“The document checklist does not provide any indication of what documents to provide for ‘relevant experience,’ it just says ‘relevant experience’ and ‘provide what you think is helpful,’” she told the Star.

“That’s it. There’s no reference whatsoever about the ability and intent to be self-employed in Canada.”

Jafari said officials in Ankara routinely requested further documentation and interviews with applicants in addition to a thorough review of the person’s business plan.

“So there was a stark change in the process once things were switched to Warsaw,” Jafari said in an interview. “Now, it’s saying ‘I’m going to refuse the application without any notice to the client.’ That is fundamentally procedurally unfair.”

In her business plan, MousaviNezhad — currently in Montreal — said she was going to run her own studio based in Newmarket, Ont., to teach design and weaving in handmade Persian carpets while marketing and selling her work domestically and internationally, especially to the huge U.S. market.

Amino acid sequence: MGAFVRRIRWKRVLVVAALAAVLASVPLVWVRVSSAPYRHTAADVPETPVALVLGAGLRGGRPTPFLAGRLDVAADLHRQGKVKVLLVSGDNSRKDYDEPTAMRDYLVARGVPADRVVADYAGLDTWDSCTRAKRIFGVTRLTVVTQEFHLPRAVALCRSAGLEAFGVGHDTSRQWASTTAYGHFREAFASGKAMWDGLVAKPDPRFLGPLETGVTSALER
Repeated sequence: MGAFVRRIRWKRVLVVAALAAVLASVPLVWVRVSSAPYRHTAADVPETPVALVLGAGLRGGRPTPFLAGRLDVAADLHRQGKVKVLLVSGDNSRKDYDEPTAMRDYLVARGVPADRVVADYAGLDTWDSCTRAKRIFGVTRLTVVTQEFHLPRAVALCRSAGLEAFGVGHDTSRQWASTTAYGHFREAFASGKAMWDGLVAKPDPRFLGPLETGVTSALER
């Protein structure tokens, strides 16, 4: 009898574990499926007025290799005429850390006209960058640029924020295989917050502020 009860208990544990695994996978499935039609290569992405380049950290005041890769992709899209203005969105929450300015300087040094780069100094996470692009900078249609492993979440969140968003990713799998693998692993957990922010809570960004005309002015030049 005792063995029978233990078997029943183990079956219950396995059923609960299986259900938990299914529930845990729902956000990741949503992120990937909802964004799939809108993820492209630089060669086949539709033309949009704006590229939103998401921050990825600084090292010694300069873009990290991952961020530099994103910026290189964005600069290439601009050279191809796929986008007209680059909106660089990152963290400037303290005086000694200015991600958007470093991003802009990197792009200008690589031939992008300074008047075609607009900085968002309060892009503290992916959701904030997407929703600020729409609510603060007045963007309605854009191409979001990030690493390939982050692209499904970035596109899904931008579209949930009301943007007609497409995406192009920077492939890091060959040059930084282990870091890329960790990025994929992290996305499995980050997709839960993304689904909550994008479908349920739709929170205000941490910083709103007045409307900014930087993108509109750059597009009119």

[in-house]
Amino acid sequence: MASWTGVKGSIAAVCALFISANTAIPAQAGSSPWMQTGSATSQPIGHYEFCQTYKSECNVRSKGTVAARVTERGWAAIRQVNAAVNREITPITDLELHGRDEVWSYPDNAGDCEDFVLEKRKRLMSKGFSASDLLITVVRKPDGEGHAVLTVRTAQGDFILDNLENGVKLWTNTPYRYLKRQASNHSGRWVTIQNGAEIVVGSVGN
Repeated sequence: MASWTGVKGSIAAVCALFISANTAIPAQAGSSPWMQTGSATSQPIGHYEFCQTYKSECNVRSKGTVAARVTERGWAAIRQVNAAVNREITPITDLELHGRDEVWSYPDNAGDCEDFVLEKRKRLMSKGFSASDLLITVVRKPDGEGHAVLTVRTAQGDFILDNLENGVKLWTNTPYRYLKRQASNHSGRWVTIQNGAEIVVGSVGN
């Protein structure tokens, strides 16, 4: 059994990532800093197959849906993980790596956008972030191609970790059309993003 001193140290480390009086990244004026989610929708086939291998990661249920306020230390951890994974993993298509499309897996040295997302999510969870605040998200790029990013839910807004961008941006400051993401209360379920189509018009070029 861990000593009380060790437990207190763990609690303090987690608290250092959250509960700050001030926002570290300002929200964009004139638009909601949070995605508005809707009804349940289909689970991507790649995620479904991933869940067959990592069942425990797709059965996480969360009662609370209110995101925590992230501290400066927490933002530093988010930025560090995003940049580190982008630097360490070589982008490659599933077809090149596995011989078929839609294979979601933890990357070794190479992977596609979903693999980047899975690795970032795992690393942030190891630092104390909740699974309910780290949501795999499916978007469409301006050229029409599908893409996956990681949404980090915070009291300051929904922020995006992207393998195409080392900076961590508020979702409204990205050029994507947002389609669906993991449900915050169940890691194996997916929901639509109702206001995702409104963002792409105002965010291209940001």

She also planned to offer classes at schools and community centres, and work with interior designers to create custom-made carpets.

MousaviNezhad said she applied to come to Canada after then-U.S. president Donald Trump banned Iranian-made rugs from entering from any country and restricted the sale of those already in the country.

“Iran is famed for two things: Persian cat and Persian carpet. My business as a part of the rug community has suffered,” said MousaviNezhad, who has a fine art degree in rug design from the Science and Culture University in Yazd and is a licensed carpet-maker in Iran.

“I want to know how I don’t have the ability to be self-employed while I have an academic education as a rug expert and designer, and worked as a freelance artist since 2007.”

In an affidavit, Thomas Richter, Canada’s migration program manager in Warsaw, said the self-employed class is part of economic immigration, where applicants are assessed “on the basis of their ability to become economically established in Canada.”

Qualified candidates, he stated, must have the relevant experience and be able to be self-employed, and must intend and be able to make a contribution to “specified economic activities” in the country.

“I can state with certainty that I am not aware of any policy that is in place at the Canadian Embassy in Warsaw which would serve to discriminate or result in a bias against the clients,” Richter said in his affidavit.